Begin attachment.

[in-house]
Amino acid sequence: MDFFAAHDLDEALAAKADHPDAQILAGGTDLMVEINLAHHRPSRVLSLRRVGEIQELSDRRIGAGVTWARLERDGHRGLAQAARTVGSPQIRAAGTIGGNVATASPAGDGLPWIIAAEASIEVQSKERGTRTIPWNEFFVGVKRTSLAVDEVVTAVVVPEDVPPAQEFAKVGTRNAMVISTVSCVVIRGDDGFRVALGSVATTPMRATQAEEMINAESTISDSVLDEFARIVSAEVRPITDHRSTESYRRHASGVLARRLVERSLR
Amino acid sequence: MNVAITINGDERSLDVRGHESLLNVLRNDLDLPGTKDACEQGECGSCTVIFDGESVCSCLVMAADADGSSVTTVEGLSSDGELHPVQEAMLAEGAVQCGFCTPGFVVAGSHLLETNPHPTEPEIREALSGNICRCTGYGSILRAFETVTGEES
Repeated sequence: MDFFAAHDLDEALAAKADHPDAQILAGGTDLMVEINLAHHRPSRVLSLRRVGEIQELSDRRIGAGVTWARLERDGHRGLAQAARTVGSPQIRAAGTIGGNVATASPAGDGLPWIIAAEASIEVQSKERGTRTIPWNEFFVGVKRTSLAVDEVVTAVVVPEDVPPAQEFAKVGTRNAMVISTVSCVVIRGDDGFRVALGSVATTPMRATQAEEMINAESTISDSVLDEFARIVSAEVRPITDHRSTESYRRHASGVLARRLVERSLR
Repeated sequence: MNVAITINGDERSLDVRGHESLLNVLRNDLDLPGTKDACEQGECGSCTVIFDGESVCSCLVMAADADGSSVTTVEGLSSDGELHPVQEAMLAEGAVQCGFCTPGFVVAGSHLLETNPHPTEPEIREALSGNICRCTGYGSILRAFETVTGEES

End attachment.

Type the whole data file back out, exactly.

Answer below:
[in-house]
Amino acid sequence: MDFFAAHDLDEALAAKADHPDAQILAGGTDLMVEINLAHHRPSRVLSLRRVGEIQELSDRRIGAGVTWARLERDGHRGLAQAARTVGSPQIRAAGTIGGNVATASPAGDGLPWIIAAEASIEVQSKERGTRTIPWNEFFVGVKRTSLAVDEVVTAVVVPEDVPPAQEFAKVGTRNAMVISTVSCVVIRGDDGFRVALGSVATTPMRATQAEEMINAESTISDSVLDEFARIVSAEVRPITDHRSTESYRRHASGVLARRLVERSLR
Amino acid sequence: MNVAITINGDERSLDVRGHESLLNVLRNDLDLPGTKDACEQGECGSCTVIFDGESVCSCLVMAADADGSSVTTVEGLSSDGELHPVQEAMLAEGAVQCGFCTPGFVVAGSHLLETNPHPTEPEIREALSGNICRCTGYGSILRAFETVTGEES
Repeated sequence: MDFFAAHDLDEALAAKADHPDAQILAGGTDLMVEINLAHHRPSRVLSLRRVGEIQELSDRRIGAGVTWARLERDGHRGLAQAARTVGSPQIRAAGTIGGNVATASPAGDGLPWIIAAEASIEVQSKERGTRTIPWNEFFVGVKRTSLAVDEVVTAVVVPEDVPPAQEFAKVGTRNAMVISTVSCVVIRGDDGFRVALGSVATTPMRATQAEEMINAESTISDSVLDEFARIVSAEVRPITDHRSTESYRRHASGVLARRLVERSLR
Repeated sequence: MNVAITINGDERSLDVRGHESLLNVLRNDLDLPGTKDACEQGECGSCTVIFDGESVCSCLVMAADADGSSVTTVEGLSSDGELHPVQEAMLAEGAVQCGFCTPGFVVAGSHLLETNPHPTEPEIREALSGNICRCTGYGSILRAFETVTGEES